LocalDevices co-designs, creates affordable, open and locally sustainable devices and software solutions to measure, monitor and understand complex environmental processes. We equip local people with local devices and open knowledge so that they can monitor and understand their own environment. More: We adhere to the Principles for Digital Development. Examples include our work with TAHMO on OpenRiverCam, an open source ecosystem for river flow monitoring with CCTV cameras, Libre360, an affordable high quality 360-degree camera solution specifically designed for creation of 3D reconstructions in complex environments, and OpenCadaster, a long-term project to establish a GPS base station network accross Africa and a user-friendly smartphone hard- and software solution for cm precise surveys. We continuously seek R&D funds to support our new innovations, and offer our service to businesses that require a sustainable and affordable data collection, to train local service providers to start using our tools.
Our team consists of international specialists in environmental sensing and data including geospatial, hydrology and imaging. All our team members have affiliation with electronics, and software development. Our combination of skills leads to what we are, a social enterprise for the development, piloting and roll out of products and services for environmental monitoring in any country or city in the world without the constraints of proprietary solutions. We don’t sell our products, we don’t profit from them, instead we facilitate their use through training and scaling activities.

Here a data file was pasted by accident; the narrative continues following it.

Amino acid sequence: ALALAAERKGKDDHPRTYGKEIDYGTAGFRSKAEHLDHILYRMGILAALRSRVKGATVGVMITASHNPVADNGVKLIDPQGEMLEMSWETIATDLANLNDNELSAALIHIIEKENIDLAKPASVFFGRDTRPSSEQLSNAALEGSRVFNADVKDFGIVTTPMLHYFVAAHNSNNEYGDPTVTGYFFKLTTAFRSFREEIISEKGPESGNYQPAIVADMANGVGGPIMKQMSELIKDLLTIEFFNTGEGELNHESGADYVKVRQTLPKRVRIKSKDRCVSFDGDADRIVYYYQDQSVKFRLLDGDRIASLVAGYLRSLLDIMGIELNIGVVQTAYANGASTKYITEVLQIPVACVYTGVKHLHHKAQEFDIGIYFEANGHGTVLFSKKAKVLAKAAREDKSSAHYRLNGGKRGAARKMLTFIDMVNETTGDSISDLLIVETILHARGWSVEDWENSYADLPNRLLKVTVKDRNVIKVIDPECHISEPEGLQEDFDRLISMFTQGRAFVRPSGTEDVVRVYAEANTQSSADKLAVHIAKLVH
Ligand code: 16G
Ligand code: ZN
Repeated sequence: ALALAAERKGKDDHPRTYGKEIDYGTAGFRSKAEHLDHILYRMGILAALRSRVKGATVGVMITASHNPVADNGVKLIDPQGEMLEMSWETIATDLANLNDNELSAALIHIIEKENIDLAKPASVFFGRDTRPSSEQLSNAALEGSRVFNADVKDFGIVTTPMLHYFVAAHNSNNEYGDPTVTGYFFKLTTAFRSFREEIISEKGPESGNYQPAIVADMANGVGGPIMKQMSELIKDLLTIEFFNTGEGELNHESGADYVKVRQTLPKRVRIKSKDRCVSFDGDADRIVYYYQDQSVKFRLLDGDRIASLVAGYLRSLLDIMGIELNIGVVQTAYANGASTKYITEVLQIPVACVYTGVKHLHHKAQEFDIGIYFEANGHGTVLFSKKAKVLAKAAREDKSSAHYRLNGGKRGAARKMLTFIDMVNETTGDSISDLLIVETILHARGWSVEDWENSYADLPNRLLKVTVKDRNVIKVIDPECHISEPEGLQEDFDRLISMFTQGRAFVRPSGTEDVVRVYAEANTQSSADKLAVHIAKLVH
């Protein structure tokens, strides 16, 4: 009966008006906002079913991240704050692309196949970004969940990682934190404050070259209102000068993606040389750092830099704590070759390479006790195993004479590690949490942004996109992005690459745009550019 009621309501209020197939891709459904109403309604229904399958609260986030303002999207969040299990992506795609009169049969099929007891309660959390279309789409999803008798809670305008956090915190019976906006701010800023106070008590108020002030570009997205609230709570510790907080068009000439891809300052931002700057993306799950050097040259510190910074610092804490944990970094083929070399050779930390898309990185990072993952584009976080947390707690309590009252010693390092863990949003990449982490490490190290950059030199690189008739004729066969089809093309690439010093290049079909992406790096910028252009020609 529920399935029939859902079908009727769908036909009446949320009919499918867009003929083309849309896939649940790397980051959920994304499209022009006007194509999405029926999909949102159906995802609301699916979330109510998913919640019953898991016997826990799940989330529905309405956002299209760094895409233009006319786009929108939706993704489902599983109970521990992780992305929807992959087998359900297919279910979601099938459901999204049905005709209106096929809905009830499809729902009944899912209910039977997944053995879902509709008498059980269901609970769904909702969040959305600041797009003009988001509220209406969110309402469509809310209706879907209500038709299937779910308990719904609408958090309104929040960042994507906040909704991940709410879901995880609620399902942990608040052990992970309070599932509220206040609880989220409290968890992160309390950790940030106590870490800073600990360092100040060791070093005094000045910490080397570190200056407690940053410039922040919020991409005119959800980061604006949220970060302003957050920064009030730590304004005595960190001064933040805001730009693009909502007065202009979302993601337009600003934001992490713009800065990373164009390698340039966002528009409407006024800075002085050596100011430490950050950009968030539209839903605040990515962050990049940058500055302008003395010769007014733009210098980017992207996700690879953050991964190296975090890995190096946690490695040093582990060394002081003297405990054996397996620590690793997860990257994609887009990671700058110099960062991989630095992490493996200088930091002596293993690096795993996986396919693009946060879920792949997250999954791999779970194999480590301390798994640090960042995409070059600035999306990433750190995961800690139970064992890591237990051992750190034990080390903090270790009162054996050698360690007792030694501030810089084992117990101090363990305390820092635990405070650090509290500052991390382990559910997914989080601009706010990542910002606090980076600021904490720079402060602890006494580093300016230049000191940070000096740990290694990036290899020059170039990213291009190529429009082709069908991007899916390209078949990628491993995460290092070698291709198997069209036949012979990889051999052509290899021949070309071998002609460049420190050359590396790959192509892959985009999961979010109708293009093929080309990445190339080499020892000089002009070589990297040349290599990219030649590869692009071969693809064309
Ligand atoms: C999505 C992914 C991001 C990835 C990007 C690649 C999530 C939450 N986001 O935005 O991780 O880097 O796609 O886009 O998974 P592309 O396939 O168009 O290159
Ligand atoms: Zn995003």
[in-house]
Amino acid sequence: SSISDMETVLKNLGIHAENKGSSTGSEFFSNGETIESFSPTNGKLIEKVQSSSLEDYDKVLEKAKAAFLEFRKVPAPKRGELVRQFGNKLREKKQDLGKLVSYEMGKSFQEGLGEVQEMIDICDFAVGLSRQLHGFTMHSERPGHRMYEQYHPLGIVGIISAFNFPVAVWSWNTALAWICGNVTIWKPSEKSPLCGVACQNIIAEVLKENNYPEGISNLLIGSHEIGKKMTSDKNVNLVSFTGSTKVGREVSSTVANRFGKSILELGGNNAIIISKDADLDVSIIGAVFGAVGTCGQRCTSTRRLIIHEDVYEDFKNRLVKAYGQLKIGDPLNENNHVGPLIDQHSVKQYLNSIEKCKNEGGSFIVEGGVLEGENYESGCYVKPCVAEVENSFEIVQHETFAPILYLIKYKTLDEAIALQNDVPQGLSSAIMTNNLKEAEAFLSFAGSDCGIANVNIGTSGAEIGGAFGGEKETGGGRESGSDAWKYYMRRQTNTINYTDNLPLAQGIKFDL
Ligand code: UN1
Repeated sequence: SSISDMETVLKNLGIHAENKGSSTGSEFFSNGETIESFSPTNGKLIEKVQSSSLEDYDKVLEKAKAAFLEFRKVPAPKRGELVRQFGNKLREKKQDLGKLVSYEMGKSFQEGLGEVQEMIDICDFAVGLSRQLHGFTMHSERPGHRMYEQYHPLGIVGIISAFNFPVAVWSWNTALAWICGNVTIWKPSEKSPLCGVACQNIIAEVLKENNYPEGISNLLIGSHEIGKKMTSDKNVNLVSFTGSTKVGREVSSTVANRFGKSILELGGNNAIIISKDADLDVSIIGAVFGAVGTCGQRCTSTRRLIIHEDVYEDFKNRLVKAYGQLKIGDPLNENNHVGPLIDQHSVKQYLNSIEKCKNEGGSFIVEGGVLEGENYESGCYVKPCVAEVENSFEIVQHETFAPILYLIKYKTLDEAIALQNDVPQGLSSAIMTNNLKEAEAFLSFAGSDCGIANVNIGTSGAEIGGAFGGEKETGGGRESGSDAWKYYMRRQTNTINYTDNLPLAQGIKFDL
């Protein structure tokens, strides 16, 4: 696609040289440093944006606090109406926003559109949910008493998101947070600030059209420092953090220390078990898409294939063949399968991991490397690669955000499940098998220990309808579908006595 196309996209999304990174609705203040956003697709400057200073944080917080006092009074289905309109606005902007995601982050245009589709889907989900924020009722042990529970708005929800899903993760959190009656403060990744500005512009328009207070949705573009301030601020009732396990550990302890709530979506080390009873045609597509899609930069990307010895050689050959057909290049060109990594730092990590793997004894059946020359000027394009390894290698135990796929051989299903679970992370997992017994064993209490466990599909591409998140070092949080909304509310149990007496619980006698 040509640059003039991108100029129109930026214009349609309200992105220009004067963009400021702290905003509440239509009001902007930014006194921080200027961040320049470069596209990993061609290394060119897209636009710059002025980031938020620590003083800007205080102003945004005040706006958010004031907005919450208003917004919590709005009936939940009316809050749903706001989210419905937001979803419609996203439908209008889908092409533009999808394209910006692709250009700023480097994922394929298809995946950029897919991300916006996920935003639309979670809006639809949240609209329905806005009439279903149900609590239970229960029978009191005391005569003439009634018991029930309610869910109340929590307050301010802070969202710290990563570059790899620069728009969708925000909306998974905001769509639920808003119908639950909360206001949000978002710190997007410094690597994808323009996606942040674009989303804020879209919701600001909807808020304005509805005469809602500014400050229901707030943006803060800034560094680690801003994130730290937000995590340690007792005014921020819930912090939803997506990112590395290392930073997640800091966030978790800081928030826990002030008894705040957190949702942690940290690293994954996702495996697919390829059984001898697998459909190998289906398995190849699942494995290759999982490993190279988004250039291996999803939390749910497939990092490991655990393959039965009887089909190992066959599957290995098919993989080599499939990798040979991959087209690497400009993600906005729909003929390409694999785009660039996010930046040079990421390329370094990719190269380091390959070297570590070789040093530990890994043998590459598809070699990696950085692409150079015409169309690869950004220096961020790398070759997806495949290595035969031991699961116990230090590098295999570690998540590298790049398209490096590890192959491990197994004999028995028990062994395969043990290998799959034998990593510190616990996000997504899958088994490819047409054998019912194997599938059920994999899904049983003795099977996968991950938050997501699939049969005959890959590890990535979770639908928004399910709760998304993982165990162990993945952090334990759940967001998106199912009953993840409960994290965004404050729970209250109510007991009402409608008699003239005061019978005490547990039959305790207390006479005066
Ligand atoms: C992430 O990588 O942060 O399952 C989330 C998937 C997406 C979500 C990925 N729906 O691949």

Flood RISK EXPERT
Hessel is trained as hydrologist. Within Deltares, he gained 15 years of experience with flood and drought risk datasets and modelling, and flood and drought monitoring and forecasting. His approach to design of technology and projects is strongly anchored in co-design. Over the past 5 years, his focus has been on research and development of locally sustainable technology for data related to natural hazard risks, and creating a bridge between local entrepreneurs with skills to collect data sets, and international audiences, that require such data sets, such as water-related consultancy. Within Rainbow Sensing, He conceived the idea for OpenRiverCam, the first entirely free and open-source suite for operational management of river monitoring sites using camera observations. Within Delft, University, he supervises students that work on affordable or repurposed technology for environmental monitoring.
Ivan has over 15 years experience leading cutting-edge development and deployment of open source mapping and drone technologies for humanitarian aid. He has been Head of Mission, GIS and Technical Advisor for Médecins Sans Frontièrs / Doctors Without Borders in numerous countries including Nigeria, Haiti, Libya, and South Sudan. Ivan conceived and co-founded the Missing Maps project (missingmaps.org) in 2014 in response to the West Africa Ebola outbreak; conceived and developed MapSwipe a software for crowdsourced off-line mobile image classification for humanitarian mapping. He also led a collaboration between MSF and Google to create electronic medical records in Ebola centres (projectbuendia.org). Ivan continues to manage and/or support a suite of community mapping and tech initiatives in approximately 10 countries as part of the Humanitarian OpenStreetMap team and Rainbow Sensing.